Contempt for the role of doctrine and thinking about the faith is growing. This is a double irony since historically the Nazi party launched a mocking assault on churches for clinging to doctrine, yelling that doctrines divide but love (in their case, love of the Fatherland) unites. In the 1970’s Debbie Boone (a strong Christian in her personal life) sang the hit song, “You Light Up My Life,” which included the zinger statement, “It can’t be wrong if it feels so right.” Lots of Christians who should know better are operating on that unthinking level of moral and ethical discernment. Having what Paul called, “the mind of Christ,” has given way to thinking about ethical behavior with all the crisp insights of a bowl of soggy corn flakes. That “the world” does this is no surprise. That evangelical Protestants are sliding into the goo of intellectual laziness is another matter.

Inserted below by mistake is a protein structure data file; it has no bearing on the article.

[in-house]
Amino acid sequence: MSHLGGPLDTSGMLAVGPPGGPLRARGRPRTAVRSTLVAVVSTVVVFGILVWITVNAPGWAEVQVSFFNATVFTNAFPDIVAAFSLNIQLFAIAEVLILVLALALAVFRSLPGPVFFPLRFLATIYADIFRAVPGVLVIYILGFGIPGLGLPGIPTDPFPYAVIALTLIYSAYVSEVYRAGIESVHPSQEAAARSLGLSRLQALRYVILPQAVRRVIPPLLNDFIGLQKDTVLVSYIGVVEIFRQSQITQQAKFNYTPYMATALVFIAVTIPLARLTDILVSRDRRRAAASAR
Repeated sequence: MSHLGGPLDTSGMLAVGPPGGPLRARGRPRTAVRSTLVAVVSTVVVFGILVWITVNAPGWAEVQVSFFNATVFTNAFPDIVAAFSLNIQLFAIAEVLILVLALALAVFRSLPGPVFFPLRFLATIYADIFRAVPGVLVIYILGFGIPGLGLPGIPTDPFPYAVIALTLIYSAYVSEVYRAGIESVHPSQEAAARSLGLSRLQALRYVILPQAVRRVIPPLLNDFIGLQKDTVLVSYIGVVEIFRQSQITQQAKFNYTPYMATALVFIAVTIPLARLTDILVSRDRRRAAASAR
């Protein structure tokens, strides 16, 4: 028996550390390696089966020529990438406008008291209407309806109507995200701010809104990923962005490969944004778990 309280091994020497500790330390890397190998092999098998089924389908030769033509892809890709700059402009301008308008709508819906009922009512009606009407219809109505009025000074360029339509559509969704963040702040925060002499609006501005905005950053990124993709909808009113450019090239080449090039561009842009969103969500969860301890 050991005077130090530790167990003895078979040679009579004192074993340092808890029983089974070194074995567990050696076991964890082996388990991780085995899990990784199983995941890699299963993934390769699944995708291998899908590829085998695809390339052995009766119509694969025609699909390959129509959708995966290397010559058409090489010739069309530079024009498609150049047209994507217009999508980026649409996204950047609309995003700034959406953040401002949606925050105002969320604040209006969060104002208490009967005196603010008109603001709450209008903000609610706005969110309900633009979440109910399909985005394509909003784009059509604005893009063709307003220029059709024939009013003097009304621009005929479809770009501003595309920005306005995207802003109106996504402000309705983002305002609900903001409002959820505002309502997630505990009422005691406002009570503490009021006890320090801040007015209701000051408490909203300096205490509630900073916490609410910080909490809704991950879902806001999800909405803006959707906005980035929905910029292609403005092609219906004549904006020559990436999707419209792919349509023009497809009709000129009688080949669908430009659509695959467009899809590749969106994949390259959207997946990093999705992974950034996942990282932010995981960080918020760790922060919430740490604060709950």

Over 20 years ago Mark Noll, then a professor at Wheaton College and now recently retired from the faculty at Notre Dame, wrote a book entitled, The Scandal of the Evangelical Mind. His reluctant conclusion was the scandal was that there wasn’t much of an evangelical mind. Curiosity, room for doubts, serious scholarship in virtually any field where secular universities would affirm its quality were rare. This Present Darkness and the Left Behind series sold books but are woeful as literature. Although the overwhelming number of Wesleyan evangelicals are not hostile to science and see no issue with the Big Bang of 13.8 billion years ago, such issues can become a spiritual distraction to adults and to their children. Are dinosaurs really a Satanic fiction?